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9 Benefits Of Reading With Your Kid, According To Science

Romper – Lindsay Mack

“If you’re the parent of a young child, chances are you spend a lot of time reading to them. After all, it’s fun to cuddle up with your little one for a few minutes and enjoy the fun stories and bright illustrations in children’s books. But story time may be helping out your kid even more than you realize. In fact, there are many benefits of reading with your kid, according to science. Some of the benefits are obvious. Kids who are read to frequently from a young age often have better language skills, for instance. But reading together may also help your kid develop logic skills, emotional recognition, and even higher math abilities. Basically? There is no downside to reading with your child. Academics aside, having a regular story time together means that you and your child are guaranteed to enjoy a few minutes of bonding every day.”(more)

Reading fundamental to success: Literacy should be everyone’s concern, experts say

Wisconsin Dell News – Ed Legge

“Had Vince Lombardi been a literacy advocate instead of a football coach, he probably would have said “reading isn’t everything, it’s the only thing” – and he would not have been far off the mark. While knowing how to read may not be “the only thing” important to the average person’s well-being, the ability or inability to read can and usually does have a profound effect on just about everything else in life. For children, whether they are newborns just learning to sense the world around them or teenagers starting to find their way as young adults, learning and using the buildings blocks of reading are essential, and experts say that learning and practice should never stop, no matter how young or old one is.”(more)

Getting struggling students to read requires both data and compassion

E-School News – Tammy Mangus

“Too many teachers simply move students along to be kind. Can the impartiality of data help? When I became an administrator back in 2008, I realized there were too many students flying under the radar and not reading at their grade level. If there’s one thing I know as an educator, now a superintendent, it’s that reading level defines success—period. Research shows that if a student reads on grade level, his or her likelihood of being successful dramatically increases. Early in my educational career, I learned first-hand the impact of using student achievement data to guide my instruction, but assessment results don’t tell the whole story of a student. As part of my mission to see that no student falls through the cracks, all are greater than average, and everyone graduates knowing how to read, I developed an idea called “Truthful Kindness and Necessary Action” to help me balance objective reporting and empathy for students.”(more)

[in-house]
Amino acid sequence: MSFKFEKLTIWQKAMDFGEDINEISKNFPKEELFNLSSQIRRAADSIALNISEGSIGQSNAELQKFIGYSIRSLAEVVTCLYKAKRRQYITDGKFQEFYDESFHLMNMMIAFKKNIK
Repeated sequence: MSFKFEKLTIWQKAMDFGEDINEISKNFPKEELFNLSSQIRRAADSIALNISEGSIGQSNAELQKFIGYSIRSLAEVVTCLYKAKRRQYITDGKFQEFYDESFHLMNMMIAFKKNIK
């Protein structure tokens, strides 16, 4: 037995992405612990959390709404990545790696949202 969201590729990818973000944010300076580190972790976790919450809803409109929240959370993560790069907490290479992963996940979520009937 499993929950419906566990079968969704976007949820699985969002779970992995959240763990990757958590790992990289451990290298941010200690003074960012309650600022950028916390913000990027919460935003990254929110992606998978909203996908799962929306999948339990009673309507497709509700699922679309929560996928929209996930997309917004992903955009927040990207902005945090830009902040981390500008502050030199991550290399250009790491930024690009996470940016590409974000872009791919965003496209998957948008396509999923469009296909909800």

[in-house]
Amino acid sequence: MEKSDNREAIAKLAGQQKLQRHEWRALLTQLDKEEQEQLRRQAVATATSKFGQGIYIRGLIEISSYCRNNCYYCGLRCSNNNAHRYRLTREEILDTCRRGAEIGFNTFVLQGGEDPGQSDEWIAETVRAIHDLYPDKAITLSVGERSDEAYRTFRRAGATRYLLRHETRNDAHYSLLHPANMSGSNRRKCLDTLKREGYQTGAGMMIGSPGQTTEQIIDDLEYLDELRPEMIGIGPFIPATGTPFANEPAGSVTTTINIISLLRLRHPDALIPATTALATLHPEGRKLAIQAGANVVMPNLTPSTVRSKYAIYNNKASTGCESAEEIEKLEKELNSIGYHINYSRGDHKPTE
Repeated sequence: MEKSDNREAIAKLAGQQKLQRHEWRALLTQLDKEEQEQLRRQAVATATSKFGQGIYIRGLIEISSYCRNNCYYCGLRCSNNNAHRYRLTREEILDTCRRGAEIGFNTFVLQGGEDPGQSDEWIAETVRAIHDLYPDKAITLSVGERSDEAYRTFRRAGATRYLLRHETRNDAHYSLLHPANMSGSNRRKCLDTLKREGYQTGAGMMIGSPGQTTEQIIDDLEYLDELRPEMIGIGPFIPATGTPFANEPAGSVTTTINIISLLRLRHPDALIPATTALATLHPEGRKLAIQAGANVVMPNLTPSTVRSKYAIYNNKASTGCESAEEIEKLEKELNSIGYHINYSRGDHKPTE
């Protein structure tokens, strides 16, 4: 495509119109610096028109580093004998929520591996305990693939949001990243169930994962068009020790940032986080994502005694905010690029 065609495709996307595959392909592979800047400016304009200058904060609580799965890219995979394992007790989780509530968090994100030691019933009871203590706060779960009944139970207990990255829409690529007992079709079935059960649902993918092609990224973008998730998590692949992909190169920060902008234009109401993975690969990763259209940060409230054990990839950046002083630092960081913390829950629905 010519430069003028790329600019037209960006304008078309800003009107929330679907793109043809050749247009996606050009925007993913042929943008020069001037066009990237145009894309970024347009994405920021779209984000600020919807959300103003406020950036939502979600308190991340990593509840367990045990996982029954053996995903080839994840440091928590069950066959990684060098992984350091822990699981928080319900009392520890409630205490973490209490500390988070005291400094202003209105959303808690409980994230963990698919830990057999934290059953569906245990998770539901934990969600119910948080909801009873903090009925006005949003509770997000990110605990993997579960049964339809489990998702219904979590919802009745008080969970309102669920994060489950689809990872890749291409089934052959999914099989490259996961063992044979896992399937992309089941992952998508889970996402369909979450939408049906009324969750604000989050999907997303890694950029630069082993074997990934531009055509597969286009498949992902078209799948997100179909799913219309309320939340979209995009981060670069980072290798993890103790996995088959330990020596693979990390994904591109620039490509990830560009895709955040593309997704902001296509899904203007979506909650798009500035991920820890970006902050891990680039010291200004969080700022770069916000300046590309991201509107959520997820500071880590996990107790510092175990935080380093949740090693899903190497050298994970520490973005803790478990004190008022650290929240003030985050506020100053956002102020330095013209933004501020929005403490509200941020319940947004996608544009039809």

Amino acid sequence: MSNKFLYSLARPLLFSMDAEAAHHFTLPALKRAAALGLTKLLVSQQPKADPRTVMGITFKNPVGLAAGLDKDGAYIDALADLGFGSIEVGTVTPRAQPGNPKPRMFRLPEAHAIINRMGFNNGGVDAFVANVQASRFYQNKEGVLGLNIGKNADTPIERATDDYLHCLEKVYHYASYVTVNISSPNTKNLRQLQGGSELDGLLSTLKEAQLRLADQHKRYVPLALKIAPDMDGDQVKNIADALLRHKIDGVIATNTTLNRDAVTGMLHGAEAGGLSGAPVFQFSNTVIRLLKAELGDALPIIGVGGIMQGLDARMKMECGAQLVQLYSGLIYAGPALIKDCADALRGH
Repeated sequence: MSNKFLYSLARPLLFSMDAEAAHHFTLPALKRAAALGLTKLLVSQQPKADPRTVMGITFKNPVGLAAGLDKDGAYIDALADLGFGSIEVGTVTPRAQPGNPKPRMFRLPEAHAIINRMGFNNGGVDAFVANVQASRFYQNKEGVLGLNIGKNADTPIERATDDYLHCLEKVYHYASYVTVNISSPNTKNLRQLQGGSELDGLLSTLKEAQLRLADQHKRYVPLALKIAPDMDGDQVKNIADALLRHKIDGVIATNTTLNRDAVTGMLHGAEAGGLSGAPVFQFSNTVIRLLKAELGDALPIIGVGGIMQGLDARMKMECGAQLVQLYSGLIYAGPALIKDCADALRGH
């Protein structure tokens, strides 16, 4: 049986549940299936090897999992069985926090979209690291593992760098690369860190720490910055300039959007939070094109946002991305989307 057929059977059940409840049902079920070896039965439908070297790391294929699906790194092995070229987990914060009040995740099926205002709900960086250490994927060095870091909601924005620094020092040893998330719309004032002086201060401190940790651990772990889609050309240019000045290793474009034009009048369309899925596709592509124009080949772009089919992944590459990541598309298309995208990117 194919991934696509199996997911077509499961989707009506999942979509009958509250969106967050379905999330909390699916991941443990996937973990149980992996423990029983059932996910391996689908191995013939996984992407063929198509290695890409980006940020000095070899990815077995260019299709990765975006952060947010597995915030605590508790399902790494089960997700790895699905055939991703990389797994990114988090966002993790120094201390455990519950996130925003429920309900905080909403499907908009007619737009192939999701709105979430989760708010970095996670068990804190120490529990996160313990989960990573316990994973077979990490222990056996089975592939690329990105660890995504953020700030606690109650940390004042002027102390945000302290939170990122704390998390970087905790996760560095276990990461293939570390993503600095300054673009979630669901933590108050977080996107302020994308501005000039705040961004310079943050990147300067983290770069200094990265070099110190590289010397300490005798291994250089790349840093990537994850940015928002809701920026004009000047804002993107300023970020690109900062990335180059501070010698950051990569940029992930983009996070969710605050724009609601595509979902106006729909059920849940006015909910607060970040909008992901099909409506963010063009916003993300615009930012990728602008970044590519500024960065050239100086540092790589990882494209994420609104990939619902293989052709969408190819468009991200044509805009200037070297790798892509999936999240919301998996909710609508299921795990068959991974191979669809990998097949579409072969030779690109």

The Love of Reading: There is Much More Than Literacy at Stake for Young Learners

The Prescott News – John Grimaldi

“Getting your kids ready for school goes beyond outfitting them with pencils, pens and new clothes,” says author and publisher David Bruce Smith. “The most important ‘gift’ you can give your child is a love for reading.” He says that reading is elemental to the education process but, he adds, there is much more than literacy at stake for young learners. “To paraphrase a character in a movie I once saw, the key to all knowledge comes in words.” Smith, who co-founded the Grateful American Book Prize for authors who write and publish historically accurate works of fiction/nonfiction– especially for kids– points out that a well-read child becomes a productive citizen. Reading also promotes curiosity, which is a cornerstone of success in later life.”(more)

With Kids’ Empathy on the Decline, Books and Talking Help

Education News – Grace Smith

“Parents know what it’s like when their child does something wrong and they try to get the youngster to apologize. The child usually refuses to do so, but finally might get a very soft “sorry”out, which by no means conveys empathy and was said to get the parents off their backs. Kelly Wallace of CNN writes that parents seem to be unable to find a way to have their children learn from the incident, make sure the children do not repeat the offense, and have the kids empathize with the other person. CNN asked parents to act out how they would manage these encounters and had a parenting expert listen to their interaction and give some feedback. One Atlanta mom said that if anyone bothers her son’s Lego creations, he can become explosive. His reaction is based on what he sees as someone coming into his space, so he does not understand why he should apologize. Trying to get him to apologize for his tantrum in that moment, she added, is just futile. Erik Fisher, a psychologist, and co-author of The Art of Empowered Parenting: The Manual You Wish Your Kids Came With, said this mother should help her son calm down by talking to him in a quiet voice and asking him how he might be able to show his friend that he was sorry.”(more)

The Merits of Reading Real Books to Your Children

The New York Times – Perri Klass, M.D.

“A new Harry Potter book and a new round of stories about midnight book release parties reminded me of the persistent power of words printed on a page to shape children’s lives. How do we think about a distinct role for paper, for “book-books” in children’s lives? My own pediatric cause is literacy promotion for young children. I am the national medical director of the program Reach Out and Read, which follows a model of talking with the parents of babies, toddlers and preschoolers about the importance of reading aloud, and giving away a developmentally appropriate children’s book at every checkup.”(more)